Muscle architectural and physiological responses to immobilisation: impact of age and obesity

Ali, Arfan M. (2020) Muscle architectural and physiological responses to immobilisation: impact of age and obesity. PhD thesis, University of Nottingham.

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Abstract

Clinical scenarios of recovery from illness or injury both require acute, mandatory periods of bed rest or immobilisation. However, this inevitably leads to; muscle loss, muscle weakness and a number of negative health problems which may be exacerbated in the elderly and in the obese. Both ageing and obesity are accompanied by reduced habitual physical activity levels and impaired muscle metabolic health which may pose an additive burden on musculoskeletal health in these patients. Therefore, understanding musculoskeletal deterioration associated with immobilisation is a major public health issue and embodies a vital area for scientific investigation.

This thesis describes a series of human volunteer studies performed to elucidate the short-term (3 days) and longer-term (14 days) impact of muscle unloading on muscle metabolic and physiological health in healthy young and older, normal weight and obese volunteers

The major findings were: 3 days of unilateral lower limb immobilisation in healthy normal weight young and older volunteers supressed myofibrillar protein FSR by ~25% (p<0.01) and ~22% (P<0.05) respectively when compared to the non-immobilised limb at baseline, whilst this was not apparent in healthy young obese volunteers. In addition, ultrasonography-determined medial gastrocnemius muscle volume declined during immobilisation in the young normal weight group and the young obese group by ~7% (p<0.05) and ~15% (p<0.01) respectively, but not the older normal weight group. A significant association was observed between ultrasonography and MRI determined baseline muscle volume (medial gastrocnemius and vastus lateralis) and the absolute decline in muscle volume during unloading across all age groups and BMI ranges. Finally, 14 days of bed rest initiated similar changes in targeted mRNA expression during bed rest from which IPA analysis predicted similar changes in cellular functions in young and older humans, whilst 14 days of exercise rehabilitation in older humans resulted in an attenuated response in mRNA expression from which IPA analysis predicted a differential response in cellular functions relating to muscle differentiation and lipid metabolism.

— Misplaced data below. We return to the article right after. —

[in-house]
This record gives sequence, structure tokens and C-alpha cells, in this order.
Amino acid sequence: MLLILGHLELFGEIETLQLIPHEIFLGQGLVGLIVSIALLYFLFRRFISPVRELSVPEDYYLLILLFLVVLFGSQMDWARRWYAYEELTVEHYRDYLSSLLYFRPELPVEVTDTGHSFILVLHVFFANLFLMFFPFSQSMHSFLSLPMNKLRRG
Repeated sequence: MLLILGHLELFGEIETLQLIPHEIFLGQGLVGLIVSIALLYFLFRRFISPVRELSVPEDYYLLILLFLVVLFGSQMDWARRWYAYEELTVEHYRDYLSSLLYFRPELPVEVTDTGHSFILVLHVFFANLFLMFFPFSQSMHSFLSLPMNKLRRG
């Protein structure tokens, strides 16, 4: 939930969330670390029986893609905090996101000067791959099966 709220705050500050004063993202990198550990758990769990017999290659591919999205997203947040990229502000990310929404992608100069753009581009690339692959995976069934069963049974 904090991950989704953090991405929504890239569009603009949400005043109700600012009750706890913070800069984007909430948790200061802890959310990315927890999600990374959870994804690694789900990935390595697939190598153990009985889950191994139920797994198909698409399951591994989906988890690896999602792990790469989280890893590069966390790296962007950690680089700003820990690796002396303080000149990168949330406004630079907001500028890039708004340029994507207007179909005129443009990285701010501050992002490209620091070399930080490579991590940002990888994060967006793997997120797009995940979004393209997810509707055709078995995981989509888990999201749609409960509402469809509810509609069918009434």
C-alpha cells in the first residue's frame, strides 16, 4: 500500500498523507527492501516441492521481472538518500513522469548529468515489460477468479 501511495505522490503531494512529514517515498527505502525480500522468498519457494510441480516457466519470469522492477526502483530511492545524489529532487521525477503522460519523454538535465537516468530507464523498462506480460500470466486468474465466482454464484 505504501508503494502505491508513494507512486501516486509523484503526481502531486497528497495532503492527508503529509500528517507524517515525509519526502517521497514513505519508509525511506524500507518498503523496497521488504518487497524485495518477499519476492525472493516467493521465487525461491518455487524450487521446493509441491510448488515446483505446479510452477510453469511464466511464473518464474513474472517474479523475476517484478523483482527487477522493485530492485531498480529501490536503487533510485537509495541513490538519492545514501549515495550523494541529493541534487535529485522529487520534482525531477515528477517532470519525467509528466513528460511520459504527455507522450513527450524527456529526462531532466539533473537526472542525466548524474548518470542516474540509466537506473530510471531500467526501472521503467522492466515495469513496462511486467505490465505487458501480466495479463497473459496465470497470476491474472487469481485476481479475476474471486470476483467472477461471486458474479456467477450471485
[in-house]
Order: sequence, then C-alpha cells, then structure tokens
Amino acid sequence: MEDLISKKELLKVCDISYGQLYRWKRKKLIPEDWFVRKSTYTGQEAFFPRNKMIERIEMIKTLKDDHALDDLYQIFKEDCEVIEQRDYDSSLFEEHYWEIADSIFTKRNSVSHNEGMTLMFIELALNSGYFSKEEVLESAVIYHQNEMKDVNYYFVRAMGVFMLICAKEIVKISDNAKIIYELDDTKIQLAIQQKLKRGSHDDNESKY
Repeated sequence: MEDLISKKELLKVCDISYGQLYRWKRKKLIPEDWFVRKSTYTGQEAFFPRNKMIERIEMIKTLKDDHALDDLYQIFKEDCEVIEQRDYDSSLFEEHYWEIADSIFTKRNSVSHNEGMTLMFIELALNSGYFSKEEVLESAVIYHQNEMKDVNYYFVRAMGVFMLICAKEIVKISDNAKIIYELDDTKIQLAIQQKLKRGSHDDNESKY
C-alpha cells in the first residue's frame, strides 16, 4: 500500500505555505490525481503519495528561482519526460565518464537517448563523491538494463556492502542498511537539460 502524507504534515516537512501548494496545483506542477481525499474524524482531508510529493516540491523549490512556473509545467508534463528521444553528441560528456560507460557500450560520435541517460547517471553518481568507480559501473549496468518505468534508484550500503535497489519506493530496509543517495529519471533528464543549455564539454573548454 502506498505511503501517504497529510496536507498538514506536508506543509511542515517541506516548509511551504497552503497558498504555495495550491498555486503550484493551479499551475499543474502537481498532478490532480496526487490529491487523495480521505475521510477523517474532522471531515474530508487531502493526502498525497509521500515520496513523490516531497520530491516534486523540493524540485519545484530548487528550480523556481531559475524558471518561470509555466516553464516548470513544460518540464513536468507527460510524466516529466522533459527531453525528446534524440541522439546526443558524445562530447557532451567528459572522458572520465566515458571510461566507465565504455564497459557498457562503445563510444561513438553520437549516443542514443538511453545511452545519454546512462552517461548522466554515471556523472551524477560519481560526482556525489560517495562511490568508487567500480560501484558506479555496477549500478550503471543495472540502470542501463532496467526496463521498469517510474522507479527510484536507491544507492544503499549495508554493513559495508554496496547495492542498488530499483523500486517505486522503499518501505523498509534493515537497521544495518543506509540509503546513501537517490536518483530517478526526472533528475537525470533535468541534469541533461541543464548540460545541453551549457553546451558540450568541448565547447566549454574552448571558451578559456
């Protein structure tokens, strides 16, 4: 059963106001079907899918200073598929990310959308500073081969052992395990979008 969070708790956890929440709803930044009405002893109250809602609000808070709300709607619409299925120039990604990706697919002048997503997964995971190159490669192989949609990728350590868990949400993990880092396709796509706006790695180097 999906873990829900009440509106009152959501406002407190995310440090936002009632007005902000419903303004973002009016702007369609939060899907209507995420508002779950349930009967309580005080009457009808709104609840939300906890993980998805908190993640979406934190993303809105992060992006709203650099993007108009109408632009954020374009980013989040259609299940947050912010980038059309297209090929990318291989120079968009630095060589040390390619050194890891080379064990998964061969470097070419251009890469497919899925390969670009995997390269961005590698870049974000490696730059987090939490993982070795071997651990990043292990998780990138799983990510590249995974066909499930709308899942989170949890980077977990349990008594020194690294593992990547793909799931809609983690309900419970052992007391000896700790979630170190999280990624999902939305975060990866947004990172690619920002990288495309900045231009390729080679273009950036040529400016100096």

This thesis has provided novel insight regarding changes in muscle architecture and protein metabolism in response to short-term muscle unloading in humans and further impacts of aging and obesity on these parameters. In addition, this thesis has provided novel insight regarding mRNA gene expression changes during longer-term bed rest in young and older volunteers and during rehabilitation and has offered insight of metabolic functions most affected by these changes. These findings have important implications for the development of nutritional and exercise strategies to attenuate muscle atrophy during muscle unloading.

Item Type: Thesis (University of Nottingham only) (PhD)
Supervisors: Scammell, Brigitte E.
Greenhaff, Paul L.
Keywords: human muscle unloading, human muscle disuse atrophy, muscle immobilisation, muscle protein synthesis, D2O
Subjects: W Medicine and related subjects (NLM Classification) > WE Muscoskeletal system
Faculties/Schools: UK Campuses > Faculty of Medicine and Health Sciences > School of Medicine
Item ID: 60396
Depositing User: Ali, Arfan
Date Deposited: 17 Jul 2020 04:40
Last Modified: 17 Jul 2020 04:40
URI: http://eprints.nottingham.ac.uk/id/eprint/60396

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